Initially, we note our disagreement with several of the mitigating factors identified by the hearing officer. The record simply does not support the hearing officer’s findings that Respondent “made immediate restitution to [Client] and his trust account” and that no client suffered financial loss because of Respondent’s negligence. Further, Respondent’s diagnosed attention deficit hyperactivity disorder does not explain, excuse, or mitigate the misconduct that occurred here.
Facts in aggravation in this case include Respondent’s substantial experience in the practice of law, the long-term pattern of misconduct committed by Respondent over the span of several years, and the number of violations during that time. Facts in mitigation include Respondent’s lack of prior disciplinary history, his cooperation with the Commission and the disciplinary process, his stipulations designed to streamline the hearing process, and the attestation of professional acquaintances to Respondent’s skill and good reputation.
The hearing officer had recommended a 90-day suspension. (Mike Frisch)
Reading a fascinating post on America's Deadliest Prosecutors by Professor Robert J. Smith of the University of North Carolina at Chapel Hill led me to an article in the Arizona Republic on prosecutorial misconduct (and the tepid reaction by the bar disciplinary system) in Arizona.
The Arizona Republic reviewed all direct appeals of death sentences issued by the court between 2002 and the present.
Among those 82 direct appeals, there were 42 in which the defendants alleged prosecutorial misbehavior or outright misconduct, 33 of them from Maricopa County, which, as the largest county, has the busiest Superior Court.
The Supreme Court justices found that impropriety or misconduct had occurred in 16 of those 42 cases.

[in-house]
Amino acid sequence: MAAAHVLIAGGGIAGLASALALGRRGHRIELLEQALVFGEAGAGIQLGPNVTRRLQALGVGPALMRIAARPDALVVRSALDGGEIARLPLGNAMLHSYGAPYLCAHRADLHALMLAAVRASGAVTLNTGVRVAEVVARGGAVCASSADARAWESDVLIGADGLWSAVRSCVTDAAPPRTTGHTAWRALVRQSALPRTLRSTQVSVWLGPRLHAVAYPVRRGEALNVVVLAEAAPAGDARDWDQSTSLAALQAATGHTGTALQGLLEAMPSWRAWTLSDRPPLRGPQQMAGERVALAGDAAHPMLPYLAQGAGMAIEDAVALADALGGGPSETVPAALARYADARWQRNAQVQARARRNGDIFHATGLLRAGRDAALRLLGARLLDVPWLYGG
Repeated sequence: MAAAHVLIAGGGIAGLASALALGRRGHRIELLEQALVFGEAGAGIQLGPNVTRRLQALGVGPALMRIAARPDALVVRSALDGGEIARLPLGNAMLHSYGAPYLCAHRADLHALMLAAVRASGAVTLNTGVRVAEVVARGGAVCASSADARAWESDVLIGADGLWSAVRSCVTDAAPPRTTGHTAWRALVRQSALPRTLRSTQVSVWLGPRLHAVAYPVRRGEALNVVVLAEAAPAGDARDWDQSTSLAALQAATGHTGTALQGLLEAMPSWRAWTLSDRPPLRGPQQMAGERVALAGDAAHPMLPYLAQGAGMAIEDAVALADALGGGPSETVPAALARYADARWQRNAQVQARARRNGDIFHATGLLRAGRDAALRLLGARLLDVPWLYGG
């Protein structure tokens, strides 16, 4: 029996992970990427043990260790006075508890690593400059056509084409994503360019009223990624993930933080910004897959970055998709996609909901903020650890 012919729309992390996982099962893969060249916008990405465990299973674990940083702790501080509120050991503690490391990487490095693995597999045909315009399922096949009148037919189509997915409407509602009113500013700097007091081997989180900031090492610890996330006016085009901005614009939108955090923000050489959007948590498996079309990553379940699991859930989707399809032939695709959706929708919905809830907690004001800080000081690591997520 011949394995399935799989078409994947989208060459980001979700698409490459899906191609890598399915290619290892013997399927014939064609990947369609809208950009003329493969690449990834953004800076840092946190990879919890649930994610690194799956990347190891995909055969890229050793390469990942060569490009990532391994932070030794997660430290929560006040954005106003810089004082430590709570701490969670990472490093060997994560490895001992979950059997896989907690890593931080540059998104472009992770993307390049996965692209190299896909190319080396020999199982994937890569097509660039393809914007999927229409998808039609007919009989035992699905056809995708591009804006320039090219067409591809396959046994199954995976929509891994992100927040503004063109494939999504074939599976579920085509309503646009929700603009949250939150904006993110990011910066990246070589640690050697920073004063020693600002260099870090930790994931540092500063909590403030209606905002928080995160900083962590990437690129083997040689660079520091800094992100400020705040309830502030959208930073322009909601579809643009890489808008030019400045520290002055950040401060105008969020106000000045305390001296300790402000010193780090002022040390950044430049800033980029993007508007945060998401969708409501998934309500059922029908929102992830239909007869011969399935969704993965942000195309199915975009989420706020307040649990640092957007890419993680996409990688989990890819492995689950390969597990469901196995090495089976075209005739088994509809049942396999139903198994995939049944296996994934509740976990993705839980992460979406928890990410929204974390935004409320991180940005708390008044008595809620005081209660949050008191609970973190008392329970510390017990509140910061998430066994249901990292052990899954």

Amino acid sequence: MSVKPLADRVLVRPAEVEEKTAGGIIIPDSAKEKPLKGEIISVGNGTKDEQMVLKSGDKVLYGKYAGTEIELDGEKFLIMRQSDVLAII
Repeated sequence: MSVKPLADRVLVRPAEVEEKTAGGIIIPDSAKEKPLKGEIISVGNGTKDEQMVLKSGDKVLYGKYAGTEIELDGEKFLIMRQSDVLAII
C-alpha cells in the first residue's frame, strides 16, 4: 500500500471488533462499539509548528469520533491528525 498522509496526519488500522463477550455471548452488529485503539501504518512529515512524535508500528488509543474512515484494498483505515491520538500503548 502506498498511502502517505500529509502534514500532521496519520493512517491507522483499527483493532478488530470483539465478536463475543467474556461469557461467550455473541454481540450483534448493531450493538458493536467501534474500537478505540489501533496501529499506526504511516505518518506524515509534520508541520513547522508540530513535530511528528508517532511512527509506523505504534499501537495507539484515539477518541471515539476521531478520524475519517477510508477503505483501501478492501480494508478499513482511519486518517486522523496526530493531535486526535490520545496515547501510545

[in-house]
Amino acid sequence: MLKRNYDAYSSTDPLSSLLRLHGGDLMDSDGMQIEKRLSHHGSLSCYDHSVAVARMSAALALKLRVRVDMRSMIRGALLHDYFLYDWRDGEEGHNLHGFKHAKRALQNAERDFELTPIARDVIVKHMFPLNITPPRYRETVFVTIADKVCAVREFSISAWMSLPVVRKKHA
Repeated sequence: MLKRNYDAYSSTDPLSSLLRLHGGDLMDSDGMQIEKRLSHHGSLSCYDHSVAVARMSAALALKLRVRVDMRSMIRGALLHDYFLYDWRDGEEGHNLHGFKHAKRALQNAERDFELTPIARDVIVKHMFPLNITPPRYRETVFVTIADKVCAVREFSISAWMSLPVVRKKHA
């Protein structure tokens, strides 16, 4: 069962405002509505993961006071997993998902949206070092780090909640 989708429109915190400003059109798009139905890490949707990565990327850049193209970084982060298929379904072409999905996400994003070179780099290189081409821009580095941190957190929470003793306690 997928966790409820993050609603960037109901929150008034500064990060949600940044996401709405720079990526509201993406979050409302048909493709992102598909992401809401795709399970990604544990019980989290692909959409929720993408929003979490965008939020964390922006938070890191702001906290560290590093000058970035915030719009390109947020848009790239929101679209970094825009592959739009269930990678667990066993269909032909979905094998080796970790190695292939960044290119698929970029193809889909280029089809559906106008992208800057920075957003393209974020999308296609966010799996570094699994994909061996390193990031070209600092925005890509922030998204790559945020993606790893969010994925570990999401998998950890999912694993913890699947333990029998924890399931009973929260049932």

But only two were reversed and remanded because of the behavior (in one case characterized only as overreaching). Two prosecutors were disciplined. The offenses varied in seriousness from rolling eyes and sarcasm to introducing false testimony and failing to disclose evidence that might have helped the defendant.
But, overwhelmingly, even when misconduct was found, the high court determined that it was “harmless error,” the defendant would have been convicted anyway, or the judge had cured the problem by making a jury instruction.
Some of the most egregious instances do not show up in The Republic’s study because the misconduct triggered a mistrial or caused the prosecution to offer a sweetheart plea deal; for instance, when a prosecutor had improper contact with a disgruntled member of the defense team or when it appeared as if the state had been listening in on a defendant’s jail calls from his attorney.
According to case law, in order to declare a mistrial for prosecutorial misconduct, a trial must be “permeated” with bad behavior on the part of the prosecutor that “so infects the trial with unfairness as to make the resulting conviction a denial of due process.”
Judges are reluctant to risk such drastic measures.
I then came across an excellent blog called The Open File that is dedicated to publishing information on misconduct by prosecutors.
There appears to be no shortage of information on the subject. (Mike Frisch)
Wednesday, May 13, 2015
A three-year suspension by consent was imposed by the South Carolina Supreme Court for an attorney's conflicts of interest created by a decades long sexual relationship with a married client.
Mr. Doe owned a real estate investment company. Respondent met Mr. Doe in March 1984 when he came to her office to meet a client. At the time respondent met Mr. Doe, he was married to Mrs. Doe who also served as the corporate secretary for the real estate investment company. Mr. and Mrs. Doe had two children. Shortly after they met in 1984, respondent and Mr. Doe began a private, personal relationship. In early 1985, respondent and Mr. Doe began a secret, sexual relationship that continued until after Mrs. Doe's death in 2001. In 2005, respondent and Mr. Doe lived together and continued their sexual relationship. They remained close companions. Mr. Doe died in February 2011 at the age of 88.